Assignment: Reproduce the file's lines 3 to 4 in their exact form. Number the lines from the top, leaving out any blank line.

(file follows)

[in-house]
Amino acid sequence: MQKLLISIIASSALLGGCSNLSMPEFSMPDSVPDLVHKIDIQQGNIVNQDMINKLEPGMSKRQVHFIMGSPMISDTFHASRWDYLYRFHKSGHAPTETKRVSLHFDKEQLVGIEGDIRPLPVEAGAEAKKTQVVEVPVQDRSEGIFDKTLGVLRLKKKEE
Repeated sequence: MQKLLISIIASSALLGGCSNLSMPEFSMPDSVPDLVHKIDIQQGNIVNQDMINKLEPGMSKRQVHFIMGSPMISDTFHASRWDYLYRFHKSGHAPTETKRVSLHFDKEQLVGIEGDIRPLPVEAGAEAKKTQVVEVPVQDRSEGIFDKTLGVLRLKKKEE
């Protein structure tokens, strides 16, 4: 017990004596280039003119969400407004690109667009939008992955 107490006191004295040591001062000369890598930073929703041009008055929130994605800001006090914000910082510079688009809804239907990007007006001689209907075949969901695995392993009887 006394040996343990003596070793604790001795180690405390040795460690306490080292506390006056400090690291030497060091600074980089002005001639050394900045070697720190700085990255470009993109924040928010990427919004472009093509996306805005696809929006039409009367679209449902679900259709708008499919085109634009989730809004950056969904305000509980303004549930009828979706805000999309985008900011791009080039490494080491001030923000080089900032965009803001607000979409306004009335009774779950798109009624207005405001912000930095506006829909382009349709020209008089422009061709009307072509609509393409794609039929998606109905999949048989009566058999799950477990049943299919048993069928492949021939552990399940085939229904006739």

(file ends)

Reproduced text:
Repeated sequence: MQKLLISIIASSALLGGCSNLSMPEFSMPDSVPDLVHKIDIQQGNIVNQDMINKLEPGMSKRQVHFIMGSPMISDTFHASRWDYLYRFHKSGHAPTETKRVSLHFDKEQLVGIEGDIRPLPVEAGAEAKKTQVVEVPVQDRSEGIFDKTLGVLRLKKKEE
């Protein structure tokens, strides 16, 4: 017990004596280039003119969400407004690109667009939008992955 107490006191004295040591001062000369890598930073929703041009008055929130994605800001006090914000910082510079688009809804239907990007007006001689209907075949969901695995392993009887 006394040996343990003596070793604790001795180690405390040795460690306490080292506390006056400090690291030497060091600074980089002005001639050394900045070697720190700085990255470009993109924040928010990427919004472009093509996306805005696809929006039409009367679209449902679900259709708008499919085109634009989730809004950056969904305000509980303004549930009828979706805000999309985008900011791009080039490494080491001030923000080089900032965009803001607000979409306004009335009774779950798109009624207005405001912000930095506006829909382009349709020209008089422009061709009307072509609509393409794609039929998606109905999949048989009566058999799950477990049943299919048993069928492949021939552990399940085939229904006739």